Thursday 6 September 2007

Where next for the UK Economy?

We live in interesting times right now. September and October are traditionally the most volatile months of the year.

All the problems with the credit crunch are working themselves through, but slowly and still more opaquely than the governments and central banks would like.

The Bank of England today decided to hold interest rates at 5.75%, reversing what had been expected to be a rise to 6% just a few weeks ago. However, the price of crude oil also was steeply up this week, at $76.41. Add to this all the money printed to help the banks through their difficulties and we have some major long-term inflationary pressures.

Yet market sentiment demanded that interest rates be kept at the rate they are. It is very hard to call what will happen next. On the horizon for the past few years have been the following issues:

- High house price inflation leading to highly leveraged personal borrowing
- Low credit card rates leading to large unsecured indebtedness
- High government spending pushing up inflation in public services and also a deteriorating government debt position
- Globalisation pushing down the cost of manufactured items
- Globalisation increasing the price of raw materials, oil and food

It is hard to predict which of these is going to unwind first and which will cause the most difficulty. However, at least one of them will as they are all linked in one way or another.
My guess is that at last house price inflation is going to come home to roost and that in turn will slow the economy, even if we don't have a huge recession. The kicker is that the other issues are likely to support inflation; meaning we are in for a bout of stagflation at best.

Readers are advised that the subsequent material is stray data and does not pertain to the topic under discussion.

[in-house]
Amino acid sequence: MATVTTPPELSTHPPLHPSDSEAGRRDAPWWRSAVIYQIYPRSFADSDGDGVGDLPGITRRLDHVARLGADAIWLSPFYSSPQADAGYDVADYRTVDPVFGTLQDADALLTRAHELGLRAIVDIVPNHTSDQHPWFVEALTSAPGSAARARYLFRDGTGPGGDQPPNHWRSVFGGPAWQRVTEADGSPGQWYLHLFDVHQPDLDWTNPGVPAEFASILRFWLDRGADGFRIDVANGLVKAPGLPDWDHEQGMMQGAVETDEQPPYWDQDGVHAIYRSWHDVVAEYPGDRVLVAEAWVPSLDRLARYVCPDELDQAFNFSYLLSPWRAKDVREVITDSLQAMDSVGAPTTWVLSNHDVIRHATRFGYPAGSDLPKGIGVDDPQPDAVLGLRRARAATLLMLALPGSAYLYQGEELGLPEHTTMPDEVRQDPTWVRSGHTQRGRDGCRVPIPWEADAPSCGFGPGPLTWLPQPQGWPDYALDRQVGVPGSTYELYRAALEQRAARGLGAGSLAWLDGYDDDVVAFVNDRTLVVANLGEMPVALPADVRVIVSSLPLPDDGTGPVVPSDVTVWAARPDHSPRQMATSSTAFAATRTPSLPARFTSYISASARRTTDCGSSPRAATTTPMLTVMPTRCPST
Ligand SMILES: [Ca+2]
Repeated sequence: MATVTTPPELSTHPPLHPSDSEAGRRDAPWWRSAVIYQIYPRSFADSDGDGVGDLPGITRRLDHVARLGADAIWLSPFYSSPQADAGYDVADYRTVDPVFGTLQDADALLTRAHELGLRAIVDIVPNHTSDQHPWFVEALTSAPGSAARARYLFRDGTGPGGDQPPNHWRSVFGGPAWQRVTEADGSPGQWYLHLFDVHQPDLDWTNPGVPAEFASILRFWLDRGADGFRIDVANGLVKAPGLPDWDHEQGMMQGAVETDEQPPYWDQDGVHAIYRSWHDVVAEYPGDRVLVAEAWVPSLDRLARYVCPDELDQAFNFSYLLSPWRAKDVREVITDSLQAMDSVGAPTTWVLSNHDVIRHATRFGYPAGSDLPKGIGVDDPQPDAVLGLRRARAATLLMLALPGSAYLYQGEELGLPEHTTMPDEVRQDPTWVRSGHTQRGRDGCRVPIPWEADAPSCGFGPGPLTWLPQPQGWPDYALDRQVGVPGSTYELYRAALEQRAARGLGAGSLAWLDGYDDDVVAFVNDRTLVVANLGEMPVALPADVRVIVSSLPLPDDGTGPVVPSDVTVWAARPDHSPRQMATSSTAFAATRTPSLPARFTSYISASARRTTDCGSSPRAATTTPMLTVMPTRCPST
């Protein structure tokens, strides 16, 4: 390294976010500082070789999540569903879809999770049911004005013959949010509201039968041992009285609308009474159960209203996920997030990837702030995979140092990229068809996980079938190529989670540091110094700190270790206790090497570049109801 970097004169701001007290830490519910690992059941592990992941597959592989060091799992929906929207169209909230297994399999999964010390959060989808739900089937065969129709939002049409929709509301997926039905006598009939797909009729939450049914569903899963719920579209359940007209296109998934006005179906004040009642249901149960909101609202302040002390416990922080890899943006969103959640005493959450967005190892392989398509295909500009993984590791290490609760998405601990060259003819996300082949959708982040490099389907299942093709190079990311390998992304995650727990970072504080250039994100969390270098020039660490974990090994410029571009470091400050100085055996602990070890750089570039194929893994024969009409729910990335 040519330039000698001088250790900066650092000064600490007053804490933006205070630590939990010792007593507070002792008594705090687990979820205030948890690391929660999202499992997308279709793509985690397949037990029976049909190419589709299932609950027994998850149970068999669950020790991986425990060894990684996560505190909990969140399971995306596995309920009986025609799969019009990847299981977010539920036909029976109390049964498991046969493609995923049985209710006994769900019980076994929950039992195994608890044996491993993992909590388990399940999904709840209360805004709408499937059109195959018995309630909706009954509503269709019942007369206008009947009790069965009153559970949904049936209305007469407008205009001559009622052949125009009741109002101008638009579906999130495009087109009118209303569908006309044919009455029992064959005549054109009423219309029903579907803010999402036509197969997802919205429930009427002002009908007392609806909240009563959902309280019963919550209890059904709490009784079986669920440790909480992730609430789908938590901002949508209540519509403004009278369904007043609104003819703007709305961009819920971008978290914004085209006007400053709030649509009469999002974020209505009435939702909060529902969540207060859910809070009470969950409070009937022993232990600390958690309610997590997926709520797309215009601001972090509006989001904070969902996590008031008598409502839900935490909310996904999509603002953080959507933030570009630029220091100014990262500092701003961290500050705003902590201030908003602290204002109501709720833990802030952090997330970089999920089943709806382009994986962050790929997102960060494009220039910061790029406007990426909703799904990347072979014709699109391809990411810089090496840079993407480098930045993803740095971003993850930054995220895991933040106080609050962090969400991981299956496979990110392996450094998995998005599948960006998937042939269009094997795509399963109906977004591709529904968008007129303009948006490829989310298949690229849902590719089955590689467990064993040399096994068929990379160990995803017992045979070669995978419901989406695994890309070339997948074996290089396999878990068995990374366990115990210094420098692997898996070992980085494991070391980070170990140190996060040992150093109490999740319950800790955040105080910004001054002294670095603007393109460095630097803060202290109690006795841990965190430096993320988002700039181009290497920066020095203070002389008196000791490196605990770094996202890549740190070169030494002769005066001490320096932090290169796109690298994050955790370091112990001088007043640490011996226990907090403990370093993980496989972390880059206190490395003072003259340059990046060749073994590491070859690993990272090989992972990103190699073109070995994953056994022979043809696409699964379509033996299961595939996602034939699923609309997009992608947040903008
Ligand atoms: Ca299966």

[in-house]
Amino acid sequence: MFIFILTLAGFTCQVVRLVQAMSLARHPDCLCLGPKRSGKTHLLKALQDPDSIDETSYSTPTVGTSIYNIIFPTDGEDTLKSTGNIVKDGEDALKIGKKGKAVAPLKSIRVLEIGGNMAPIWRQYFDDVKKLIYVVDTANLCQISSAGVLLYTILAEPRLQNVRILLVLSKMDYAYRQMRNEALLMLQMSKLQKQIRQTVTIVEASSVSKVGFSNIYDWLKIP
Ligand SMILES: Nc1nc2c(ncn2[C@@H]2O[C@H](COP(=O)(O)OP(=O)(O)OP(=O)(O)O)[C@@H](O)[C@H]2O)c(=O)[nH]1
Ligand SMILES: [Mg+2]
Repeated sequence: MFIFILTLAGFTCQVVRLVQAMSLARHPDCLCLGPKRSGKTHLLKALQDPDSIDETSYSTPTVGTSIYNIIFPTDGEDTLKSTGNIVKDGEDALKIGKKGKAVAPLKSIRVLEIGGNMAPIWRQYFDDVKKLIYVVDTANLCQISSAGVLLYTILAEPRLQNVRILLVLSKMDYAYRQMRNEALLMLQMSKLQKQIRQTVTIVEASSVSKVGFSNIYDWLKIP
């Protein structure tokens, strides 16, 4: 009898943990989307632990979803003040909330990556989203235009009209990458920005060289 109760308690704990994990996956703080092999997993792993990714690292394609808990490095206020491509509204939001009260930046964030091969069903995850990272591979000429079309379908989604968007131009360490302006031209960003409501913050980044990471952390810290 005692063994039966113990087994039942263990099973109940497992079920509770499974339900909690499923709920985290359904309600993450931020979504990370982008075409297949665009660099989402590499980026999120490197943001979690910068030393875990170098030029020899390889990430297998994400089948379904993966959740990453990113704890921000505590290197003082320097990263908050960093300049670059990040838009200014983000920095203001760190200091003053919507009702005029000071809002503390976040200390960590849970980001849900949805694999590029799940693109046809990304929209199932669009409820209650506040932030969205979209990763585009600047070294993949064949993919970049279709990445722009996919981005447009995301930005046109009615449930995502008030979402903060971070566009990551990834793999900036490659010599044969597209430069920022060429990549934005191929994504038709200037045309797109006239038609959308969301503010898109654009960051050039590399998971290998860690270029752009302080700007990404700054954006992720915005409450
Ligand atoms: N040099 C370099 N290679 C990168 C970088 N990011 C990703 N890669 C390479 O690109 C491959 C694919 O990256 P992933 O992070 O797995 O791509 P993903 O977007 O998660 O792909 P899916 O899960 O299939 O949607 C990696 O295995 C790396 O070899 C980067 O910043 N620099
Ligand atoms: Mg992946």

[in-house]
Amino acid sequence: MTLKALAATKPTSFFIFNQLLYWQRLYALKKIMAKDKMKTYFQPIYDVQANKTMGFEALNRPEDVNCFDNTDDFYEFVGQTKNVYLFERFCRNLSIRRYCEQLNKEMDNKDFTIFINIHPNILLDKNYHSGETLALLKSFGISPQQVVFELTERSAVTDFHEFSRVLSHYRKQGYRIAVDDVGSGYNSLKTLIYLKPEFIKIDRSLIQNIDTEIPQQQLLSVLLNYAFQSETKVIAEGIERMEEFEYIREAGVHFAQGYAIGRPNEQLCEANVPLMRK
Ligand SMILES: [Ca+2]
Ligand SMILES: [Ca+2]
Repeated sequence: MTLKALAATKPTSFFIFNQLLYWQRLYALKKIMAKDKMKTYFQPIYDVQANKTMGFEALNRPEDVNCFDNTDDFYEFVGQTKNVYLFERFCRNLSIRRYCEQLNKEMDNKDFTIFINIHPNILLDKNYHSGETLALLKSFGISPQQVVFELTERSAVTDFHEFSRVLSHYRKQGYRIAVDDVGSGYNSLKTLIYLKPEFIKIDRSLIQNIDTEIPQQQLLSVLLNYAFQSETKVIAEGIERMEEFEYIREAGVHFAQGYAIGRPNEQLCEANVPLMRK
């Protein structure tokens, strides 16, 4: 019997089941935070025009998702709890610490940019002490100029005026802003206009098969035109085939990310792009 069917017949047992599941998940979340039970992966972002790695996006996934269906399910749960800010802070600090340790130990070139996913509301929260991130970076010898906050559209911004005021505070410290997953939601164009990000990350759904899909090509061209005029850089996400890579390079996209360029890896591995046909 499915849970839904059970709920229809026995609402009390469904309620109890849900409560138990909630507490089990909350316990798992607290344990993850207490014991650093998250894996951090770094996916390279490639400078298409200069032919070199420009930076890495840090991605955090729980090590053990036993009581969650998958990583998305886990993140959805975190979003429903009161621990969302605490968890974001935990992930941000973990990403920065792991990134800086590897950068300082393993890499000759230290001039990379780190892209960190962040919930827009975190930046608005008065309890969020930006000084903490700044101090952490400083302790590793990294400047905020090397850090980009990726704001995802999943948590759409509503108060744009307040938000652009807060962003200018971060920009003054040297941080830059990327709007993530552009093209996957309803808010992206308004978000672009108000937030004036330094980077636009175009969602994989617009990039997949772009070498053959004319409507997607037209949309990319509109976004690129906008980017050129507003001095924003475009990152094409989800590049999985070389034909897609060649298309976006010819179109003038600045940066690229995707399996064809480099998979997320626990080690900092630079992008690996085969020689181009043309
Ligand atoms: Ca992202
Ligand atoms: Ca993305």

Anonymous said...

I would have imagined our economy was more volatile after Christmas with families paying off their credit cards. As you say, let's wait and see what happens next.

Mark Wadsworth said...

They need to have more inflation to mask the inevitable fall in house prices.

E.g. between 1990 and 1995, house prices as a multiple of earnings fell from 5 to 3 (i.e. by 40%), but nominal house prices only went down 15% because inflation averaged 5% p.a.

Consumer spending has been fuelled by remortgaging on the back of higher house prices, and so the unwinding will have the equal and opposite effect.

Seeing as house prices to earnings ratio is now 6 and might well fall as low as 3 again, they are going to need a fair bit of inflation to cover this up.

CityUnslicker said...

Ellee - This has more to do with contracts that are renewed in the financial markets, notbaly for pension funds

CityUnslicker said...

Mark - you are quite right, as usual.
Perhaps all the excessive money supply has been allowed with this very effect in mind?

Anonymous said...

I still think the housing market will start the crash as it is and was unsustainable...but has proved that sentiment wrong, but how can it have done?

Still very troubled times ahead.

Mark Wadsworth said...

CU, that is the mystery in of all this, asset price bubbles contain within them the seeds of their own destruction, and ten or twenty years later we are back to square one.

Sure, some people earn a few bob on the way up (incl. yours truly), and the Goblin King says 'if house prices go up = vote of confidence in my handling of economy', and on the way down it all gets very nasty, and ten or twenty years later we do it all over again.